They have arrived, in all their orange splendor, we made some progress with windshield stickers for the last three years, but no, thanks to a fee-collection failure, we’re back where we started, and I am talking about the wasteful, expensive, metal license plates for 2019. They landed here via container.
Basically 85.000 vehicles now require to fetch new plates and in order to claim them from the tax department, DIMP, we must pay the 2019 registration fee, including fees in arrears for 2018/2017 & 2016 perhaps, all outstanding amounts must be settled, and we are obliged to present valid third-party car insurance.
DIMP is hopeful that this move will improve the rate of paid registrations.
And there is a vague promise for 2020, that DIMP will be looking into some other cost cutting, environmentally-friendly measure, to re-institute a sticker system, perhaps on the physical plate on the visible front bumper.
This issue of regressing to metal license plates pains me. And it is due to a total breakdown in payments, people just didn’t comply and continued to drive around and nothing happened.
Up until October 2018, 23% of vehicles are not in compliance.
FACT: Setar manages to collect its fees on time, because of a merciless, no wriggle room collection policy, why can’t DIMP learn?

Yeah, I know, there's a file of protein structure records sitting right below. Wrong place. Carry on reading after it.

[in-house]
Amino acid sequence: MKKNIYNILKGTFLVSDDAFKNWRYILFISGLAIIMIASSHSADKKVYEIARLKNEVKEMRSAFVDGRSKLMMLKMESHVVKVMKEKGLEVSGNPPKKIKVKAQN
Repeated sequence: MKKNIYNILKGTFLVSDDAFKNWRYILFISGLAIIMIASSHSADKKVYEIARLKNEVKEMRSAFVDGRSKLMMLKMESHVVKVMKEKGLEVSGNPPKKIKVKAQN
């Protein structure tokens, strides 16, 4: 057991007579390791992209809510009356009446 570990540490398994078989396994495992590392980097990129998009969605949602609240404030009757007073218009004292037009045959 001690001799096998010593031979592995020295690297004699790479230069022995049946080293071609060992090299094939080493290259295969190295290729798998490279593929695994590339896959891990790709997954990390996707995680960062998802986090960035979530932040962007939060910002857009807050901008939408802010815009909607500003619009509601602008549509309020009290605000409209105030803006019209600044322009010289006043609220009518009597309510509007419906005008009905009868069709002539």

I believe that WEB and ELMAR are equally efficient.
Why is DIMP different.
They should tie in registration, and insurance, no mercy, scan roads and highways, and take a few vehicles off the road for nonpayment, keep things simple and enforce, says one of my friends, a guy with a systematic world view.
From a column in 2016: No job is finished until the paperwork is done
I was stunned to read this week when a spokesperson for the tax office declared that 65% of all motorists driving in Aruba, haven’t paid for their license plate number for 2016. It was in the newspaper. I swear. The following day, the MinFin corrected that declaration and said, not true, just 5% are driving without having paid the last portion of the levy!
So, which is it? Mind you, that’s a huge discrepancy!
But something is going on. One of my fellow press members reports that the reason the license plate levy is in arrears is that it’s not anchored by law. When we changed the system from wasteful new metal license plates every year, to windshield stickers, they did not finish the paperwork and did not take it to parliament to be ratified. In the absence of a law it’s a free for all, since the police cannot enforce it. Don’t you know that no job is finished until the paperwork is done?